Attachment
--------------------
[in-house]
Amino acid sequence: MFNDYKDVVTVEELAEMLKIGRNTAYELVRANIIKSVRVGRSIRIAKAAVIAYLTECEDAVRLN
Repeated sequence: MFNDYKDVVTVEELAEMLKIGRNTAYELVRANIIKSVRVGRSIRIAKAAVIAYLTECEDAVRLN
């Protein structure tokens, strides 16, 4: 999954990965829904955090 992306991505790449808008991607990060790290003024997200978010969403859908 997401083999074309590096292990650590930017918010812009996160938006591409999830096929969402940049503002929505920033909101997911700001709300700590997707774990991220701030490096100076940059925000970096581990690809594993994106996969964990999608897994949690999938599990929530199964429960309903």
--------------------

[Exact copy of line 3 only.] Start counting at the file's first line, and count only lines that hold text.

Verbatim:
Repeated sequence: MFNDYKDVVTVEELAEMLKIGRNTAYELVRANIIKSVRVGRSIRIAKAAVIAYLTECEDAVRLN